North American oak is well suited for rustic or modern interiors. While different growing conditions can produce a range of colors, in general, it’s slightly redder, more uniform in color, and has a less prominent flake figure than white oak. The grain is firm and straight, somewhat coarse with large pores.  Rift cut veneer produce a very straight, combed grain effect.

Among the largest and tallest trees on earth, the redwood produces a rich, warm, inviting veneer that’s as impressive as the tree. Uniformly deep reddish-brown, the grain in quarter cut veneer is beautifully striped or figured by fine markings. Burled veneer (also known as vavona burl) is sliced from huge, prolific burl growths found on occasional redwoods, producing some of the largest and most uniform burled veneer in the world. 

This is one of the world’s most loved and prized veneers. It ranges in color from lustrous chocolate-brown to purple-black with a cream colored sapwood—all very saturated with a vivid contrast. It has a lively variegated stripe and occasional bee’s wing figure and, when flat cut, produces a characteristic cathedral pattern. Increasingly used as a substitute for the extremely rare but prized Rio rosewood.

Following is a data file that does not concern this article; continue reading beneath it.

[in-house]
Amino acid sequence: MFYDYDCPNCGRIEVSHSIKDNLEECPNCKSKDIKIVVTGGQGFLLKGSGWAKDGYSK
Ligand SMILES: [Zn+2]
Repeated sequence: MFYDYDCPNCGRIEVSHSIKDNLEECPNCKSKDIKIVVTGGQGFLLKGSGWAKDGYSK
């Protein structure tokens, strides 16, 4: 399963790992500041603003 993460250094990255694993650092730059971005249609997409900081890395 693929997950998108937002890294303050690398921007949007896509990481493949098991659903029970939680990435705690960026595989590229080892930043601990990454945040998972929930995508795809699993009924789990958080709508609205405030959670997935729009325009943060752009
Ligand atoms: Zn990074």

Sapele varies in color from log to log, but is generally medium to dark red-brown. Finishing brings out an intense depth of color and highlights its natural luster, which is similar to mahogany. This veneer has a fine grain, a distinct and desirable stripe formation, and often carries a lively figure. Flat cut sapele shows the characteristic heart or cathedral grain The highly prized pommele sapele is intensely marked with a swirly grain and randomly interspersed blisters, or pommele markings. A high degree of luster gives sapele a three-dimensional effect.